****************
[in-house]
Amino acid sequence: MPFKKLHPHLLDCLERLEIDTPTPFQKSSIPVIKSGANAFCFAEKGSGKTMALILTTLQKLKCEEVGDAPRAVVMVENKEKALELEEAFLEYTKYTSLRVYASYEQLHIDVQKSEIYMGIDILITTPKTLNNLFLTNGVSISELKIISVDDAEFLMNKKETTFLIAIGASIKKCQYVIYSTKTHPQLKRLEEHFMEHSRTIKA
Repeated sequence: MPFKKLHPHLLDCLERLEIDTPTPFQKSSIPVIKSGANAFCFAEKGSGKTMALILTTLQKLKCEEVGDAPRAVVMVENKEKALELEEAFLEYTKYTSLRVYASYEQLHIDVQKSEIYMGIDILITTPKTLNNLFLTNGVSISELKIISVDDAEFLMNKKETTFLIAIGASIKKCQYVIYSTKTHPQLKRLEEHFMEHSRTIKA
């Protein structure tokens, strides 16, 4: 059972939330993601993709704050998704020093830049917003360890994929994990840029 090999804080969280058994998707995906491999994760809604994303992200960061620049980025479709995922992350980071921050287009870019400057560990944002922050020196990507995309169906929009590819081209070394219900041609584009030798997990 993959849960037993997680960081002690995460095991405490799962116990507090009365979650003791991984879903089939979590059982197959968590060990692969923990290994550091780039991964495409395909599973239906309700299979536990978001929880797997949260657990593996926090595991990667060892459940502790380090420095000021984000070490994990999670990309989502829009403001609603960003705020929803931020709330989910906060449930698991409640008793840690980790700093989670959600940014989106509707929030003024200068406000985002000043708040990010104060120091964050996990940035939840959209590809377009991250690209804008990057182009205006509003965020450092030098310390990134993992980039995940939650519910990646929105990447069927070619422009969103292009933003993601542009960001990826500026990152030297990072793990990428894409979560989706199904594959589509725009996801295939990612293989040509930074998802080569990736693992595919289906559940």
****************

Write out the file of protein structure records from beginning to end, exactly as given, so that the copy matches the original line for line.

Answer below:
[in-house]
Amino acid sequence: MPFKKLHPHLLDCLERLEIDTPTPFQKSSIPVIKSGANAFCFAEKGSGKTMALILTTLQKLKCEEVGDAPRAVVMVENKEKALELEEAFLEYTKYTSLRVYASYEQLHIDVQKSEIYMGIDILITTPKTLNNLFLTNGVSISELKIISVDDAEFLMNKKETTFLIAIGASIKKCQYVIYSTKTHPQLKRLEEHFMEHSRTIKA
Repeated sequence: MPFKKLHPHLLDCLERLEIDTPTPFQKSSIPVIKSGANAFCFAEKGSGKTMALILTTLQKLKCEEVGDAPRAVVMVENKEKALELEEAFLEYTKYTSLRVYASYEQLHIDVQKSEIYMGIDILITTPKTLNNLFLTNGVSISELKIISVDDAEFLMNKKETTFLIAIGASIKKCQYVIYSTKTHPQLKRLEEHFMEHSRTIKA
């Protein structure tokens, strides 16, 4: 059972939330993601993709704050998704020093830049917003360890994929994990840029 090999804080969280058994998707995906491999994760809604994303992200960061620049980025479709995922992350980071921050287009870019400057560990944002922050020196990507995309169906929009590819081209070394219900041609584009030798997990 993959849960037993997680960081002690995460095991405490799962116990507090009365979650003791991984879903089939979590059982197959968590060990692969923990290994550091780039991964495409395909599973239906309700299979536990978001929880797997949260657990593996926090595991990667060892459940502790380090420095000021984000070490994990999670990309989502829009403001609603960003705020929803931020709330989910906060449930698991409640008793840690980790700093989670959600940014989106509707929030003024200068406000985002000043708040990010104060120091964050996990940035939840959209590809377009991250690209804008990057182009205006509003965020450092030098310390990134993992980039995940939650519910990646929105990447069927070619422009969103292009933003993601542009960001990826500026990152030297990072793990990428894409979560989706199904594959589509725009996801295939990612293989040509930074998802080569990736693992595919289906559940």